Here’s why ‘rape porn’ isn’t as bad as we think it is

girl sitting in window, british flag background

Punishing women for their desires isn’t pleasurable for anyone.

Many women have rape fantasies, and this is mine.

I’m at a party. As is the case with most of my dreams, I’m back in high school, and I’m at my friend Sophia’s house. I’m waiting in line for the bathroom, and I start making small talk with a dude in line. The conversation is just OK and he’s not super attractive—for some reason, he is also always wearing a polo shirt—but the exchange is non-committal and pleasant enough.

When it’s my turn to go in, he follows me in and locks the door behind us, saying something to the creeptastic effect of “I’ve been waiting all night for this.” Before I can scream or fight back, he pins me to the floor, and we proceed to have the craziest, most decidedly non-romantic and decidedly non-consensual sex ever.

There are two things I would like to make clear right off the bat. The first is that dreams like mine are incredibly common. Studies have shown that an estimated four in ten women, or between 31 to 57 percent of women, have confessed to having fantasies about coercive, violent, or non-consensual sex with a median frequency of at least once a month. That’s an awful lot of women fantasizing about sexual assault, regardless of how abhorrent or horrifying they find the prospect of it happening in real life.

This brings me to the second point, which might seem obvious but is one that many have difficulty grasping: It’s a fantasy, and I do not want anything like this to happen to me in real life.

Like most women embedded in rape culture, I’ve spent a good chunk of my life in sheer terror that anything like this will ever happen to me, and if it ever did, I would scream, snarl, cry, bite, kick, and do everything in my power to make it stop. I’m a feminist who is not remotely attracted to rough or aggressive men, nor do I even particularly enjoy rough and aggressive sex. Yet for whatever reason, the idea of having non-consensual sex with a polo-shirted stranger is not nearly as repellent to me as it would be in real life.

Like Nora Ephron famously considered in her own piece about rape fantasies, I’ve spent a lot of time wondering why I’m turned on by something that is so obviously antithetical to my personal political or sexual preferences, and I haven’t come up with a satisfying answer. But I do know this: As a feminist and a sex writer, I will fight to the death for the end of rape culture and a woman’s right to say no. And as a feminist and a sex writer, I will fight to the death for a woman’s right to masturbate to whatever the hell she wants to, whenever the hell she wants to, even if that fantasy involves her saying no and meaning yes, or even if she’s not saying no at all.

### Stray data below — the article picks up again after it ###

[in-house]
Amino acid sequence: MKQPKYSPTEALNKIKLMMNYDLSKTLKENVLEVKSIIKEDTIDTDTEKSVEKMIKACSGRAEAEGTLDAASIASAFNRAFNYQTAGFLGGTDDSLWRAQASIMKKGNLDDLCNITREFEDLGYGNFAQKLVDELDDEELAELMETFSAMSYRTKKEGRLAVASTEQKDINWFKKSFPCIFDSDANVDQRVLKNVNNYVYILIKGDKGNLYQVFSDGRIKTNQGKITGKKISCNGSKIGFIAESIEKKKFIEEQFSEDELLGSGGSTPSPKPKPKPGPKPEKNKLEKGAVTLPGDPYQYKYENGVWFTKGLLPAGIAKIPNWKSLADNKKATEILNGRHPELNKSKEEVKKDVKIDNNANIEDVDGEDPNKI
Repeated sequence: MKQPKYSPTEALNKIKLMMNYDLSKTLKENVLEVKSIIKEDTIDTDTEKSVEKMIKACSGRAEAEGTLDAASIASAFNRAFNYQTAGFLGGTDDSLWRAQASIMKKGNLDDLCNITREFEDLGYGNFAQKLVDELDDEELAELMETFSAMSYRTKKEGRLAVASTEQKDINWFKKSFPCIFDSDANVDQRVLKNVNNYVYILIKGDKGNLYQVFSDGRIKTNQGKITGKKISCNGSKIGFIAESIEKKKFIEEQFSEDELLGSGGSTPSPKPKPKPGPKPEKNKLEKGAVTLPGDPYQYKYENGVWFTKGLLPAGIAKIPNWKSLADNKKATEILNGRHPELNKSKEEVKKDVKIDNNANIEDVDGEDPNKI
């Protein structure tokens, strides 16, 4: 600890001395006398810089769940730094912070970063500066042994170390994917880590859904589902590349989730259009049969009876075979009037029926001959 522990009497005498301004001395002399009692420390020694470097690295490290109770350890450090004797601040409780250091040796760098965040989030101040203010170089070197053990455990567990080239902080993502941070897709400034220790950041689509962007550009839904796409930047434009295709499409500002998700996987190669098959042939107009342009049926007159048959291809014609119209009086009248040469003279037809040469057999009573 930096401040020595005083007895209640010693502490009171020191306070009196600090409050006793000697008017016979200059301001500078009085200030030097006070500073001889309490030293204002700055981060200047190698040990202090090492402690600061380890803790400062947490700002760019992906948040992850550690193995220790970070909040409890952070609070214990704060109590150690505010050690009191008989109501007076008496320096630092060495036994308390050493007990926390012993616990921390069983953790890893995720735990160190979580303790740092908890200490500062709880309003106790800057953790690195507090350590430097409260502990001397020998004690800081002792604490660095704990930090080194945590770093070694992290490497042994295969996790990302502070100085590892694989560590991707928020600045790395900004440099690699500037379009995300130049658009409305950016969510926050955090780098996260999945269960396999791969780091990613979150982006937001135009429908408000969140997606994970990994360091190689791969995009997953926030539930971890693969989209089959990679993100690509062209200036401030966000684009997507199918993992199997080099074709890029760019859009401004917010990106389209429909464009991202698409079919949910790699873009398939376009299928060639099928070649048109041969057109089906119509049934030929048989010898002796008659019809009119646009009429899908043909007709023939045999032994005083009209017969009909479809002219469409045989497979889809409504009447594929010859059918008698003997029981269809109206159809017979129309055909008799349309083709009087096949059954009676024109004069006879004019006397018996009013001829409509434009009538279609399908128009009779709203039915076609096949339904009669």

This is why I am so angry about a provision in a report from the British Parliament last week, which would criminalize the possession of extreme “rape porn” (NSFW). In the report, the Joint Committee on Human Rights said it “welcomes” a proposal that extends the possession of “extreme pornography” (which includes zoophilia, necrophilia, and “an act threatening a person’s life”) to possession of “pornographic images depicting rape and other non-consensual penetration.” If convicted, a person accused of possessing such “rape porn” could face a sentence of up to three years in prison.

At face value, the provision, a culmination of Prime Minister David Cameron’s efforts to crack down on “violent and misogynistic” pornography, seems just dandy: After all, we can all agree that violence is bad, misogyny is bad, and rape is even worse, as are people who perpetuate rape culture by jerking off to images of rape. And it’s true that a lot of even the mainstream porn that’s being made nowadays attempts to, put mildly, blur the line between consensual and non-consensual sex acts. Even the most sex-positive feminist will likely be rankled by some of the acts depicted in the average Pornhub clip, which can include women being bitten, punched, choked, spat on, peed on, spanked, and having their breasts and genitals slapped.

Yet the provision is problematic in the sense that it doesn’t make any clear distinction between simulated and non-simulated non-consensual sex acts. The provision merely states that an image is illegal “if it portrays, in an explicit and realistic way…an act which involves the non-consensual penetration of a person’s vagina, anus or mouth by another with the other person’s penis.” (It neglects to mention whether a sex act qualifies as non-consensual if it’s committed by someone who doesn’t have a penis, like a woman or a trans person, because I guess Parliament thinks that women and trans people can’t be rapists? But anyway.)